What he's in it for are the opportunities, the most recent being Crash Course, which premieres tonight on BBC America following the season premiere of Top Gear. It's a new venture for Richard in that it's an original for the stateside network, as opposed to Top Gear which is merely rebroadcast on the channel after its initial overseas airing.

"One of the reasons why I was so happy to do [the show] was I've done this job for twenty-four years, but I've never worked amongst an American crew," he says. "It's a really close working relationship; it has to be. They're so professional. They genuinely were. We would leave at seven every morning, work at a sensible pace all day, and then finish at six. I'd be in bed by nine."

He soon found that warm relationship extended to the people he interacted with on-camera as well. "People were so accommodating. Everybody's happy to tell you about their job. They'd love to talk you through it," he explains. "I'm guessing [the audience] will take away the same things that I did: the pride in which they show off the jobs they do day in and day out. The welcoming I got from people. It's a really interesting look on what goes on around you all day, every day in the US. It's an insight into American working people."

In the show's first episode, Richard journeys to Fort Bliss, where he is taught not only how to drive an Abrams tank, but work at all three positions on the tank crew. We see him in a simulator, on a practice range and finally taking a qualifying exam where he is allowed to make only one mistake.

What separates the series from others of its kind is the host. Richard brings his natural charisma to the job, but more importantly, he has an honest enthusiasm for not just the technical specifics of how to run the machines, but also what it's like for the people who operate them.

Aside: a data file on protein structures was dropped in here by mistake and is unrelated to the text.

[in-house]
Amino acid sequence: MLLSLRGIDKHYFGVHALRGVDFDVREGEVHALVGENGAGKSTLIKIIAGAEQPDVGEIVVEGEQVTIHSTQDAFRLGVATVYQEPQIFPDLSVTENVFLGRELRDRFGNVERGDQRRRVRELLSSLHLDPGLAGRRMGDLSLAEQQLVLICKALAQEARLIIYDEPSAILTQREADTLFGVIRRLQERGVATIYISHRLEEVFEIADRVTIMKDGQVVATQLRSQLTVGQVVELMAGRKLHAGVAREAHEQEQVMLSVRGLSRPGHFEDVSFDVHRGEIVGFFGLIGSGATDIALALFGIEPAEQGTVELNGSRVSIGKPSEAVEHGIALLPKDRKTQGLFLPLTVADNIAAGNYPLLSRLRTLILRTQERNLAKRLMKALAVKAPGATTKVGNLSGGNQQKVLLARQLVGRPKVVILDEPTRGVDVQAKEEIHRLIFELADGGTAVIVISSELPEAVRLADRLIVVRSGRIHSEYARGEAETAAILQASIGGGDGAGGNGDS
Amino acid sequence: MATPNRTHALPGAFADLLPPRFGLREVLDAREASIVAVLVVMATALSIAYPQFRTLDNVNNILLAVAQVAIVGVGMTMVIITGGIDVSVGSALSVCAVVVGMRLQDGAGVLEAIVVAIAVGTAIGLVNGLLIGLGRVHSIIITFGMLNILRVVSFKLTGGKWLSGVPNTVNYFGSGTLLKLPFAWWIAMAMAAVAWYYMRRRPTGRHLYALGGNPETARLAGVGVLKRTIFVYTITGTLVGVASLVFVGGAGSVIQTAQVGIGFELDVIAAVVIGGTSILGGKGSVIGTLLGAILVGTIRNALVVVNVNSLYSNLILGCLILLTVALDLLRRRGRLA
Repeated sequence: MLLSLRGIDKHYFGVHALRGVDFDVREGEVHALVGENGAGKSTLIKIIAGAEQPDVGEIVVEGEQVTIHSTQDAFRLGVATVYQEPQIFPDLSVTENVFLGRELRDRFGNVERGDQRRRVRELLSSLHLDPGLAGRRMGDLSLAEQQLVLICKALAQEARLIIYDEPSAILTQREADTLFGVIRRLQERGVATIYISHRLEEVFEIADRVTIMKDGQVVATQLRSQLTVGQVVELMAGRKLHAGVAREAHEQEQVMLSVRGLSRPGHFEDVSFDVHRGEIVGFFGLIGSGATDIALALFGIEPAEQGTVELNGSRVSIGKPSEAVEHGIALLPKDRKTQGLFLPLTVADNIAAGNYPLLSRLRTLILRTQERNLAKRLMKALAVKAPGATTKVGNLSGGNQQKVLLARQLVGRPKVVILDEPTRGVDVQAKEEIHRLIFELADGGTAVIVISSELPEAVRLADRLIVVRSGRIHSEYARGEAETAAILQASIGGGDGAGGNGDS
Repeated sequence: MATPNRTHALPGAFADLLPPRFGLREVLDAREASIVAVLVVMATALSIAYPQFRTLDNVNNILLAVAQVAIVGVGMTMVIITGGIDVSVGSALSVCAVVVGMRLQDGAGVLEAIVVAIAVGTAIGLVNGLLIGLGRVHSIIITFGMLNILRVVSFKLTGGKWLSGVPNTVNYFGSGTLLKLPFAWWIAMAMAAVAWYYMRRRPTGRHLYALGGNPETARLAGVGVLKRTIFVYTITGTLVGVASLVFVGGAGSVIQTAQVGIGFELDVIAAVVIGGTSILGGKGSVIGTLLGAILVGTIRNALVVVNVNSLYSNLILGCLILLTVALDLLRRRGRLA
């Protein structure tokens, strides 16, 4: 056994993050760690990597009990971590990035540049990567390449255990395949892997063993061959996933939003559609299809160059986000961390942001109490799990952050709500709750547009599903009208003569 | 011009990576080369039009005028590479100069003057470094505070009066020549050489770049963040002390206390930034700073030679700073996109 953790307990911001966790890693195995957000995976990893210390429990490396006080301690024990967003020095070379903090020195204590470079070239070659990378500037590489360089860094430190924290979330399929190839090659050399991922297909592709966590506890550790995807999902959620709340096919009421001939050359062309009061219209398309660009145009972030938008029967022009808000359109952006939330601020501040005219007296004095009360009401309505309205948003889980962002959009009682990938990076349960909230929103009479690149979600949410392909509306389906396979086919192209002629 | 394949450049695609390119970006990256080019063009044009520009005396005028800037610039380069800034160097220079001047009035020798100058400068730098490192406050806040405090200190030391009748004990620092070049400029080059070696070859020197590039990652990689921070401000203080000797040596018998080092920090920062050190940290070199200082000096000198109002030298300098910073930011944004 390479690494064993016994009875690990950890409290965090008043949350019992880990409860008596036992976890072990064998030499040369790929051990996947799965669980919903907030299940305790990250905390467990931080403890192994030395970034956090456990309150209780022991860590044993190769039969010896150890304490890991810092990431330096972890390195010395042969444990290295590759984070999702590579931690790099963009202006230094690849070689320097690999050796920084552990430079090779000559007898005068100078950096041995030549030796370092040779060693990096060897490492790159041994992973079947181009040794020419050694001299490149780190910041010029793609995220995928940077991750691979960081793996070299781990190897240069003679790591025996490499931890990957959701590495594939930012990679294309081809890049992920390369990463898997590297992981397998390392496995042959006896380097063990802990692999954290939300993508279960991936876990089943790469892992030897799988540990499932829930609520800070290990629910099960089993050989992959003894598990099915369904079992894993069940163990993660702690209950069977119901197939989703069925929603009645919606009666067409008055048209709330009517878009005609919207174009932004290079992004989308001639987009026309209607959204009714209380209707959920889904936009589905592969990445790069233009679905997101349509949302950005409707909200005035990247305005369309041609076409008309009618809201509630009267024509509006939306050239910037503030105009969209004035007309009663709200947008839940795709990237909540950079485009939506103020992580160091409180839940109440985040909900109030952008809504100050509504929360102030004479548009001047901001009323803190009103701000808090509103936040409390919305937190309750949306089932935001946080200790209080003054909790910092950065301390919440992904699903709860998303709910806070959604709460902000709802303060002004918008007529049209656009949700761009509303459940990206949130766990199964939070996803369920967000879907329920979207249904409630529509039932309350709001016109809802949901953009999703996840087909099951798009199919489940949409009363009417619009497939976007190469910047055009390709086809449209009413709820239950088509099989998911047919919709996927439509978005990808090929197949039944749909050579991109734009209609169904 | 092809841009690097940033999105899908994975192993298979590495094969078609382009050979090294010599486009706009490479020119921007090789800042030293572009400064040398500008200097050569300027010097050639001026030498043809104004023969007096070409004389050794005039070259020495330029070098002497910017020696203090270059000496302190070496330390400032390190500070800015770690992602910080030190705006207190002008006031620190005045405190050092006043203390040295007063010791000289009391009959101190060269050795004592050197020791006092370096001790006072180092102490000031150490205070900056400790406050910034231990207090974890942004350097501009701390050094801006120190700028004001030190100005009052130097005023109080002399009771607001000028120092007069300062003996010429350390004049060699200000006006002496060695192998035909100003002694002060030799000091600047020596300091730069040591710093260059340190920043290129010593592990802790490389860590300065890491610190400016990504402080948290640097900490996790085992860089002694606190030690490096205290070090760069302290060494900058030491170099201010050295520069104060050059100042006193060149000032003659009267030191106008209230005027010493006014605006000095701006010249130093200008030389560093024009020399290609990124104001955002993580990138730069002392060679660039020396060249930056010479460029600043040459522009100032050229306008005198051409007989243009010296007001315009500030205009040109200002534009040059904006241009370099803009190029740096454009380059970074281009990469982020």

"It's based on surprise," he says when I ask him if anything was unexpected. "One of the things I had to do was sort of throw myself into the deep end in the American workplace. How difficult some of it was, how welcoming people were...there were a lot of surprises."

One big surprise takes place in episode two, where Richard finds himself climbing a tree to familiarize himself with basic logging equipment - never mind that he happens to be afraid of heights. I wonder then if having survived that horrible dragster crash has changed his perspective when it comes to fears and challenges. As it turns out, not really.

"It's told me things can go wrong," he explains. "Working on TV, you tend to think you're invincible. [The crash] would have made me more cautious except that I'm pretty confident. It takes [its] place as one of the big things in your life, and we all have them."

That sentence sticks in my mind. And here, when he certainly didn't have to, Richard takes a moment to talk with me as one trauma survivor to another, sharing that perspective of knowing you've gotten through something that you'll never be able to fully forget. That moment of empathy means more than I can articulate. It's just one more reason I have to admire him.

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